Hawley reportedly signed on to the production on the condition that he could construct a fiction that seemed unreliably narrated, in the manner of a novel where you either know going in that you can’t trust what you see, or figure it out in due course. The series doesn’t stick to that mandate consistently — there are times when there’s plot that needs clarifying, and sometimes the best way to do that is to stick a couple of characters at a table in a cafeteria and have them talk to each other — but for the most part, it seems dedicated to the idea that if you’re going to tell a story or examine an idea, you might as well do it in the most flamboyantly exciting manner possible. Sometimes this approach yields less-than-laudable results. There are times when the show pulls the equivalent of cutting a hole through the side of a vault that was unlocked the whole time. But that comes with the territory.
Hawley, cinematographers Dana Gonzales and Craig Wrobleski, production designer Michael Wylie, and costume designer Carol Case treat the project as a freewheeling zone of experimentation. Time periods and architectural styles collide and fuse. The show seems to be taking place in the 1940s, the mid-1960s, the 1980s, and the present, all at once. The genre mash-ups that result are often as weird as they are striking, and they delight as art objects even when they do little to advance the story. (I consider it a compliment to the show to say that it doesn’t care all that much about plot; others will not agree.) The pilot kicked off with a mostly dialogue-free music montage, set to the Who’s “Happy Jack,” that compressed David’s childhood and adolescence into a two-and-a-half-minute music video, climaxing with the character unsuccessfully trying to hang himself. It was funny in a way that made you wonder if it was all right to laugh. The audacity of this opening assured us that Legion was not interested in playing by rules established in other Marvel-derived series and films. It was as if the keys to the X-Men franchise had momentarily been handed to Wes Anderson.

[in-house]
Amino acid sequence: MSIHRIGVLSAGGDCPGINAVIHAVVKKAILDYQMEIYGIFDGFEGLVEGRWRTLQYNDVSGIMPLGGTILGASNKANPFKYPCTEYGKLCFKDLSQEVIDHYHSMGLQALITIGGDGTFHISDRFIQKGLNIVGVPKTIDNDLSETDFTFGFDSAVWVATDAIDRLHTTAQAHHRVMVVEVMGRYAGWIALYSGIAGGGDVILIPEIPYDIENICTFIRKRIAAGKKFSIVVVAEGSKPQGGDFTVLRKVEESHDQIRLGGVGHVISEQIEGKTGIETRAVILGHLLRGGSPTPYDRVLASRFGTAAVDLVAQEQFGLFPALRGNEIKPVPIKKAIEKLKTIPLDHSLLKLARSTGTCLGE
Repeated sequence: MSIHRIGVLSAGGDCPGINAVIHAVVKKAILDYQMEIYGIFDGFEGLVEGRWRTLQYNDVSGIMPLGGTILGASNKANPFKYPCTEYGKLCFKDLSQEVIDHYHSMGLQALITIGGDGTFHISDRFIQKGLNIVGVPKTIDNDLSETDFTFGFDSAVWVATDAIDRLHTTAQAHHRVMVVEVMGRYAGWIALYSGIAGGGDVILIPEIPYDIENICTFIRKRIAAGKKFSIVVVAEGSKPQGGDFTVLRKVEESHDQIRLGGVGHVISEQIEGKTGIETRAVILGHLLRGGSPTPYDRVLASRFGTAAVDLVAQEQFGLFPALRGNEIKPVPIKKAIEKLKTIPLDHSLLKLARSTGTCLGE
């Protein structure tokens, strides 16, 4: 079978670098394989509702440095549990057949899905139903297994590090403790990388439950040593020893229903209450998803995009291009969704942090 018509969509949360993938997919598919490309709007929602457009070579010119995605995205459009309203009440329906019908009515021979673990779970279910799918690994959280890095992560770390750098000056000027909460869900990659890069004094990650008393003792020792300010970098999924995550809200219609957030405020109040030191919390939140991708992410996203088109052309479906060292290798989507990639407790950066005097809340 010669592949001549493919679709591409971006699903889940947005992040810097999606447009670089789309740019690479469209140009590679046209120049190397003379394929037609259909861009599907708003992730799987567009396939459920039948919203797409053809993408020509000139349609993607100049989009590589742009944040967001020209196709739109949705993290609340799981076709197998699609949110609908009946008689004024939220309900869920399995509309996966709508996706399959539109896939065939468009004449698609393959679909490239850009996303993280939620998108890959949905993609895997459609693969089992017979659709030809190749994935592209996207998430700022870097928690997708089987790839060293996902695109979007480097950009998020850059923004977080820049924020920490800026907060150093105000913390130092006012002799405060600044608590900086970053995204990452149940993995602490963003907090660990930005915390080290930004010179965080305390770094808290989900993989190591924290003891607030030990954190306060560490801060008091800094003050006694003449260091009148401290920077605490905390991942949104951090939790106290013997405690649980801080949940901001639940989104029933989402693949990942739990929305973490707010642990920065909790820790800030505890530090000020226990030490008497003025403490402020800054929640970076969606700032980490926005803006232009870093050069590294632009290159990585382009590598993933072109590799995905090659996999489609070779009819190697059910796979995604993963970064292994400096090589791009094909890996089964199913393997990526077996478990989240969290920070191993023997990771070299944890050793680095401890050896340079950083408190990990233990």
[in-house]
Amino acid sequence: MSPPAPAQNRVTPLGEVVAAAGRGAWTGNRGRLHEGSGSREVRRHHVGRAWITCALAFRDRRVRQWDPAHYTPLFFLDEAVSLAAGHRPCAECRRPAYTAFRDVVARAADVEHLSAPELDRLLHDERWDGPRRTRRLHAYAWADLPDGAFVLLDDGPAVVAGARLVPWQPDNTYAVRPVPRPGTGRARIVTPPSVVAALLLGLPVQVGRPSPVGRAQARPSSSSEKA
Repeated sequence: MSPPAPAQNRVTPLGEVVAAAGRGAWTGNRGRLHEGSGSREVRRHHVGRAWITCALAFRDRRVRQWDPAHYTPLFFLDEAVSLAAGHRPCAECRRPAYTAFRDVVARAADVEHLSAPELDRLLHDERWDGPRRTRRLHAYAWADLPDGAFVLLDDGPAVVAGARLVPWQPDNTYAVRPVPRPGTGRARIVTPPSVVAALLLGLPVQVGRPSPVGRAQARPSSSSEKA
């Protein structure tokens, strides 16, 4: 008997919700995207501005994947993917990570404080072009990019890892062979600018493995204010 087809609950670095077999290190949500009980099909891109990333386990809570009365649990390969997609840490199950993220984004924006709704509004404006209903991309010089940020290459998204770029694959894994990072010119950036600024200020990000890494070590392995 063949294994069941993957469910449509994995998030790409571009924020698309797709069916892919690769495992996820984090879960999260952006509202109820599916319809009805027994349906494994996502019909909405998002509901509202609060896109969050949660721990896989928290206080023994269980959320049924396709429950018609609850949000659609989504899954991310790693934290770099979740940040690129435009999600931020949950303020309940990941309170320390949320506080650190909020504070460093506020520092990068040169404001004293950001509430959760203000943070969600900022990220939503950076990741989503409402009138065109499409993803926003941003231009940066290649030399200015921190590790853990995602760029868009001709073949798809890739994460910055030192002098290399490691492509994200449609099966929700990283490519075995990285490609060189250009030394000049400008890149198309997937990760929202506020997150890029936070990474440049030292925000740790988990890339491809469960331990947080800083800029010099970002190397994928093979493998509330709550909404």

From the looks of the first four episodes of season two, which chases the escaped and still-menacing Farouk through time and space, the makers of Legion have doubled down on style. The first episode begins with a scene of a couple of characters floating on a raft on the surface of a swimming pool — an image framed, lit, and colored so that it evokes David Hockney’s painting “A Bigger Splash.” But the camera is turned on its side in a lot of the shots, so you’re watching the characters talk while twisted at a 90-degree angle and jammed into one side of the frame. This scene pretty much sums up the operating aesthetic philosophy of Legion: All the usual techniques get flipped, inverted, turned upside down, ripped to pieces, and turned into a collage. By the end of it, you’re in doubt as to whether you’re really seeing two characters floating on the surface of a swimming pool, or if it’s something else entirely. There are more musical numbers this time (one includes a glimpse of Irwin cutting loose), a scene of two characters invading an underground complex to the tune of “Swingin’ on a Star” (a Hudson Hawk joke, of all things), and sequences set in a surreal wheat field with a gothic mansion that evokes the paintings of Andrew Wyeth and the films of Terrence Malick. Strictly speaking, none of this is necessary, and there are moments when Hawley’s storytelling is so stubbornly anti-plot that you can imagine David Lynch asking him to pick up the pace. But the frustrations and indulgences are all of a piece. This is someone else’s dream. You get to watch it, question it, and sometimes dance to it.